By Reid Forgrave
The Cincinnati Enquirer
Darkness sheathed the Ohio River, and the path of Brian Maher's new speedboat was lit only by its lights.
Maher, joined by his wife and 5-year-old son, drove, and Tom Bocson played lookout as the boat trolled east on the Ohio, going less than 10 knots.
"Next thing I remember, I was sitting on the floor and blood was everywhere," Bocson, one the boat's passengers, said Sunday from his hospital room at St. Luke East Hospital in Ft. Thomas, Ky. "The guy next to me had a big gash on his arm. Nobody even heard it coming."
A 47-foot cigarette boat traveling between 40 and 50 mph had struck Maher's speedboat, police said, and the driver Friday night left the boat's seven passengers to be saved by each other and another passing boater.
Cigarette boats are large, offshore fast boats that cost from $100,000 to well over $1 million.
On Sunday, police in Dayton, Ky. said they believed they were hot on the trail of the boat's driver.
"We think we know who he is and where he is, but we're just running down all our leads," said Dayton police spokesman Sgt. Raleigh Barnett. "He was out being an ass all day long."
When arrested, the man will be charged with seven counts of wanton assault, a felony, Barnett said.
The Dayton police department, which is investigating the hit-and-run accident, has received dozens of tips during the past two days, Barnett said.
"We've got a lot of credible information about an individual and the boat he's on," he said.
Barnett would not give the man's name until police arrested him, but said the suspect had been kicked out of at least one bar earlier Friday.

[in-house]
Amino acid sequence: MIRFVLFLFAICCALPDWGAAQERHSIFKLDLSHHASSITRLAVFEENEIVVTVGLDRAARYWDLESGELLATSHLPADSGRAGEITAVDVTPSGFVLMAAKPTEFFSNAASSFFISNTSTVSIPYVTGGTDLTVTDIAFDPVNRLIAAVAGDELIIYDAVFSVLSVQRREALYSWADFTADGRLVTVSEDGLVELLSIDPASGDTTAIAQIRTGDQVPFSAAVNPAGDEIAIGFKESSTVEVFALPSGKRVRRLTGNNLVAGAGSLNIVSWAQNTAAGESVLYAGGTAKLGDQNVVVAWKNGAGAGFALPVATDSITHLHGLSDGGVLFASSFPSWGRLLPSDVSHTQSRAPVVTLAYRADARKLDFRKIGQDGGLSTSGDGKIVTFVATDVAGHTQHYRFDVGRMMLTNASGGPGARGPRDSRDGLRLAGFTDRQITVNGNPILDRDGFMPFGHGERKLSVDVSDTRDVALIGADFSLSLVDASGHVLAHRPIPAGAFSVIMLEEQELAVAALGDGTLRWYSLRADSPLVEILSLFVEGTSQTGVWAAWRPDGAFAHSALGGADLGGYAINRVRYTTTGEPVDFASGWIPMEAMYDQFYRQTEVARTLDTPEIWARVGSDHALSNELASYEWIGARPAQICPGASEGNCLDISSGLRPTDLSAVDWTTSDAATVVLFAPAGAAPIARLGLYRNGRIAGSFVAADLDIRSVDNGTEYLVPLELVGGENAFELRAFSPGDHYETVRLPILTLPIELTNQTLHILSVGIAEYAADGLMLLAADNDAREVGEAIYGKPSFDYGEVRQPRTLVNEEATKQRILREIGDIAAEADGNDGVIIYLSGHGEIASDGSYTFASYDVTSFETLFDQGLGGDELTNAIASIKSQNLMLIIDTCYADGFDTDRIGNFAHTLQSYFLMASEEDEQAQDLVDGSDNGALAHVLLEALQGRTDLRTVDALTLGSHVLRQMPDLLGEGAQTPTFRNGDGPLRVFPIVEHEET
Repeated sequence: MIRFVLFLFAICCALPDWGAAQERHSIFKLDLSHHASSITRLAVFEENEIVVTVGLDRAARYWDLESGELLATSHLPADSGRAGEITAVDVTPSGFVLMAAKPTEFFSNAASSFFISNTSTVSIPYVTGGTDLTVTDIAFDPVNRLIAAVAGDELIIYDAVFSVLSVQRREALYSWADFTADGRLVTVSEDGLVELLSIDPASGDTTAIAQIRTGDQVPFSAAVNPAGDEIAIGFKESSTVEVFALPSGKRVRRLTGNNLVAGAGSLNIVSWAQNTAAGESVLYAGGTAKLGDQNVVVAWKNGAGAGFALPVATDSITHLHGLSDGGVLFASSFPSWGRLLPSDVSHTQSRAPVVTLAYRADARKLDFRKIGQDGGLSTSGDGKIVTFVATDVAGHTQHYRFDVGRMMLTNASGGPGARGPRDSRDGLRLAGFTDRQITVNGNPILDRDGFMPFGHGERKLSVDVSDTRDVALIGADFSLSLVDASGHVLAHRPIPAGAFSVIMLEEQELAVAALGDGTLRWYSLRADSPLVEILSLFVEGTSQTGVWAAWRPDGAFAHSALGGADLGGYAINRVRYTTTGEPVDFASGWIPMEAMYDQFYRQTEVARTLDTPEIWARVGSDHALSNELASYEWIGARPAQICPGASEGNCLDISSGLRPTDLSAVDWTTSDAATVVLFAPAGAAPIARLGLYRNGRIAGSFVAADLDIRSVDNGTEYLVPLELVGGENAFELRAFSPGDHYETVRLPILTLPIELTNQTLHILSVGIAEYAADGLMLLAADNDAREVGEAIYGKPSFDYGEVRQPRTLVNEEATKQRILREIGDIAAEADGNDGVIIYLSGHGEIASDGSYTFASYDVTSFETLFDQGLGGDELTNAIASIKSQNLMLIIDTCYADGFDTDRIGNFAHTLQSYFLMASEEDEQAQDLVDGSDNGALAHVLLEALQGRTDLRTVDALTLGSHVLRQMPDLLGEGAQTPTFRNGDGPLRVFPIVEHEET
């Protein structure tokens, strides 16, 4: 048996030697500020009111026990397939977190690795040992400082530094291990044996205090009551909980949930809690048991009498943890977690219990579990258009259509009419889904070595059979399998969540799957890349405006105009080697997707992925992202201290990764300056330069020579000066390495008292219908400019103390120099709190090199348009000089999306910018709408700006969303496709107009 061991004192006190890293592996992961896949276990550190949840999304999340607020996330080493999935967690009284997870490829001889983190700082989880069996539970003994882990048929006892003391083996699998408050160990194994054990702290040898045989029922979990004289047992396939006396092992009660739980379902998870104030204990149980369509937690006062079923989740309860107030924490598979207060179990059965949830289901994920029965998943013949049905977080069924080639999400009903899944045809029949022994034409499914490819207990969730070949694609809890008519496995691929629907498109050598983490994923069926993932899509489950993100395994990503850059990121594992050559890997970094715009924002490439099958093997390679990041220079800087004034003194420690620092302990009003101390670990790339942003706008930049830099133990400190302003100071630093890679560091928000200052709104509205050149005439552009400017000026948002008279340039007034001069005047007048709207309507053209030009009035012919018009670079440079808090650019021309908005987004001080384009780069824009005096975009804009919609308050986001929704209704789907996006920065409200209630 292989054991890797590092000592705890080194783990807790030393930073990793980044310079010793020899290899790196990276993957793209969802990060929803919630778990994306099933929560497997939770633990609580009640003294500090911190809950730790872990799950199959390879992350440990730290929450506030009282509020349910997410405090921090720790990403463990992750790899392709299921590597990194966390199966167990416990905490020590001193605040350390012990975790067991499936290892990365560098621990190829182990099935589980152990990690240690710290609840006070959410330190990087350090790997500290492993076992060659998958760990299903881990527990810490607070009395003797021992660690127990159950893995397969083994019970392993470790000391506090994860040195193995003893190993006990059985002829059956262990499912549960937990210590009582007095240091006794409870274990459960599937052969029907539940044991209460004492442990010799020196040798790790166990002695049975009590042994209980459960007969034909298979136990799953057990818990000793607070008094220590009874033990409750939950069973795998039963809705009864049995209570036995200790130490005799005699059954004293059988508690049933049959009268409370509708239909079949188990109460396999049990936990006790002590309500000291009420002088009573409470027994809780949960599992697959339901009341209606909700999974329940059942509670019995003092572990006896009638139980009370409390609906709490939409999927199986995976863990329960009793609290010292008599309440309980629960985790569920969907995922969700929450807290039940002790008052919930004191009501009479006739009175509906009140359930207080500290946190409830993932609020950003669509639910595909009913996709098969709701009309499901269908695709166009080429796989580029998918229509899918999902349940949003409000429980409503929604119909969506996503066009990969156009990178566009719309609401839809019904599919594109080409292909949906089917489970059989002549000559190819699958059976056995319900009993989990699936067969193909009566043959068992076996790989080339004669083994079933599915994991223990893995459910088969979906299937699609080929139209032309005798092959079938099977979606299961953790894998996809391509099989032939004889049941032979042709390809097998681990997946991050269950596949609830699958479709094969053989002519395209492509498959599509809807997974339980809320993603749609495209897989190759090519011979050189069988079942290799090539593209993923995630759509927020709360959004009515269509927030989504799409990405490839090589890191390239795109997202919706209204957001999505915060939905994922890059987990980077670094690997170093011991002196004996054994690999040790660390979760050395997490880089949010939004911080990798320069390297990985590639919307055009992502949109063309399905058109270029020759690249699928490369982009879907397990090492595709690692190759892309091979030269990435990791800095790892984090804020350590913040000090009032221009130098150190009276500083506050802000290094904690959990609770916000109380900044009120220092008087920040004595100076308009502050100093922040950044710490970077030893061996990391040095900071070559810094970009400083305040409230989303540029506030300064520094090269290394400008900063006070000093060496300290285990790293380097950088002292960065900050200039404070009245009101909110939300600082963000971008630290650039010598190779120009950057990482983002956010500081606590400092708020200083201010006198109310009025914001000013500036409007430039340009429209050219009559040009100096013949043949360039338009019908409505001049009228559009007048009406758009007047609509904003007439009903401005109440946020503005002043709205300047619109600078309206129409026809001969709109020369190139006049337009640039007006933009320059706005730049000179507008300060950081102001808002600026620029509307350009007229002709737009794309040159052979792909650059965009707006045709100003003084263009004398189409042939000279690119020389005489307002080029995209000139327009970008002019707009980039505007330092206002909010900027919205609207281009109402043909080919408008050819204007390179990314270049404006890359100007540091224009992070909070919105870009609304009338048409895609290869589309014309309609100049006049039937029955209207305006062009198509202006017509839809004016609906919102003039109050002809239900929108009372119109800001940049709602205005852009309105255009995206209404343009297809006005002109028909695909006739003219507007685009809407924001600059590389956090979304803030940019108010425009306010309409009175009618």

The boat was fairly conspicuous.
Tim Suter, the mayor of Moscow, Ohio, told Clermont County police he saw a white, purple and yellow boat with a severely damaged motor being towed by a blue GMC truck about 1 p.m. Saturday. The phrase "Snap Decision" was written on the boat.
A member of the Boone County Water Rescue team said similar boats are more common on the Ohio River than people would expect.
On Sunday several of the victims of the hit-and-run were still nursing wounds in area hospitals. Only Maher's wife, Debbie, and son, Jesse, escaped unharmed.
"I just don't remember a thing," Steve Abernathy said from a room in University Hospital in Clifton.
Abernathy was the worst off of the group, having suffered facial factures, skull fractures, several broken ribs and a broken shoulder blade.
"All I know is I'm feeling really bad right now," he said before hanging up as another victim, William "Howie" Wright of Troy, Mich., entered his room.
Bocson, also of Troy, had several broken ribs, a broken ankle, plenty of bruises and scores of stitches on his eye and his knees from shards of broken glass. He also had burns on his right arm.
Also injured were Doug Howard and Maher, who were both taken to University Hospital in Clifton.
The men had ended a motorcycling trip through the hills of West Virginia a couple days early when thunderstorms threatened the area.
Before the accident the boat was traveling very slowly because "he's got a brand-new boat," Bocson said. "You don't want to go fast and hit a 15-foot chunk of lumber."
After the crash, Debbie Maherstood up and accounted for everyone.
"We all started screaming for help, and one of us called 911," Debbie Maher said.
They caught the attention of another boater, Ron Lawhorne, who helped them ashore and made a tourniquet for one of the boaters.
"I'm telling you, we're very lucky to be alive," Bocson said. "It's an absolute miracle. We all could have been hit by the props - that boat had two engines on it."
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